I founded Queens Pride 29 years ago to be a welcoming space for all the borough’s diverse communities. Through the years, I excitedly watched as this colorful celebration, with a serious political message, grew. It seems every country is now represented. The transgender presence, always there from the beginning, is ubiquitous at this point. Many others of all stripes flock to an event that is grounded in family, friends, and neighbors, not corporations. And, of course, so many straight allies have come to stand with us, which always makes me swell with emotion.
If asked to distill the essence of Pride, I would say it is about creating a home for all who do not conform to rigid societal notions of gender and sexuality. One group is taking this a step further and challenging the idea of what “normal” bodies should look like: the intersex community.
“Intersex” is an umbrella term for differences in sex traits or reproductive anatomy. Intersex people are born with these differences or develop them in childhood. There are many possible differences in genitalia, hormones, internal anatomy, or chromosomes, compared to the usual two ways that human bodies develop. According to the United Nations, up to 1.7 percent of the world population is born with intersex traits.
Medical professionals often encourage parents and guardians to agree to procedures to treat intersex traits and variations in sex characteristics, even when such procedures are medically unnecessary. Despite the prevalence of these violations of basic human rights, there is no federal or state law prohibiting such procedures. Much of the work of the intersex community is aimed at ensuring decisions around intersex bodies are based on informed consent and self determination, principals that should be very familiar to LGBTQIA+ and other liberation movements.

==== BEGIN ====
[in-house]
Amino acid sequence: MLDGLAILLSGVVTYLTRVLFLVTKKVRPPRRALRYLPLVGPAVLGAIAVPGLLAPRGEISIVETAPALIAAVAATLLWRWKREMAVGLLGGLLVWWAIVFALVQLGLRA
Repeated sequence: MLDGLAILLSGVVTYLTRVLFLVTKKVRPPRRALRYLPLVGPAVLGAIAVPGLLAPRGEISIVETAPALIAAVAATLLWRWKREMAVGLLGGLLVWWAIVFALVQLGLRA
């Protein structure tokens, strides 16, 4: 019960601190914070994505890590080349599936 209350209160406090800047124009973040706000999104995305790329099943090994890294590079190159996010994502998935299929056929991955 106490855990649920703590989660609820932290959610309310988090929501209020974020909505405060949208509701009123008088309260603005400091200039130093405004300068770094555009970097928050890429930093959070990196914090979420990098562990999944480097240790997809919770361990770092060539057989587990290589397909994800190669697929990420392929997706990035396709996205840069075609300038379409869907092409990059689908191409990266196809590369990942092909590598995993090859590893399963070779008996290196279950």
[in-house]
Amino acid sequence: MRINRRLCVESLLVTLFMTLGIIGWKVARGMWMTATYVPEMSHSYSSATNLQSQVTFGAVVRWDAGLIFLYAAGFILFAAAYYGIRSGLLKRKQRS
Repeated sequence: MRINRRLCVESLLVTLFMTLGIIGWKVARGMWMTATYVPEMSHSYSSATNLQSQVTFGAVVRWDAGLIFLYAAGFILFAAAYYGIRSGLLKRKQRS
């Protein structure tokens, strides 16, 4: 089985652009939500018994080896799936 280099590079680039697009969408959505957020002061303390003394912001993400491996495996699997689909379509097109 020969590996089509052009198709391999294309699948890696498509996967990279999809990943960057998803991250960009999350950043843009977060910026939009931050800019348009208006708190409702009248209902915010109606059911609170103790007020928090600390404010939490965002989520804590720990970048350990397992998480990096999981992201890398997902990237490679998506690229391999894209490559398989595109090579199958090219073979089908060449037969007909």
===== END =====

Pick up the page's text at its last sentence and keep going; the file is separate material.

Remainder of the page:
New York City has been leading the way in seeking justice for the intersex community. In April of this year, the New York City Council passed my legislation requiring the Department of Health and Mental Hygiene to conduct a public information and outreach campaign regarding medically unnecessary treatments on individuals born with intersex traits or variations in sex characteristics. Most notably, the input of members of the intersex community will play a keyrole in the development of this program. With proper information, New Yorkers will now be more likely to understand the adverse effects of coercive “normalizing” medical interventions.
Prompted by this legislation and the work of advocates, NYC Health + Hospitals has decided to end the practice of medically unnecessary surgeries on children with intersex traits. Sadly, other prominent institutions, including Weill Cornell, still prey upon the unfounded fears of parents and guardians in pursuit of lucrative yet unethical practices. I applaud this tremendous step forward and hope that it will encourage private hospitals in the city to follow suit.
We cannot, as an LGBTQIA+ movement, or as a society for that matter, say that we respect the right to bodily integrity and the foundational concept of consent yet ignore the injustices perpetrated by much of the medical establishment against our intersex siblings. So let’s celebrate the “I” this Pride Month and commit to ending this particularly insidious form of violence!
To learn more about the intersex community and find out how you can help, visit interactadvocates.org.
Councilmember Daniel Dromm is the chair of the City Council’s LGBT Caucus.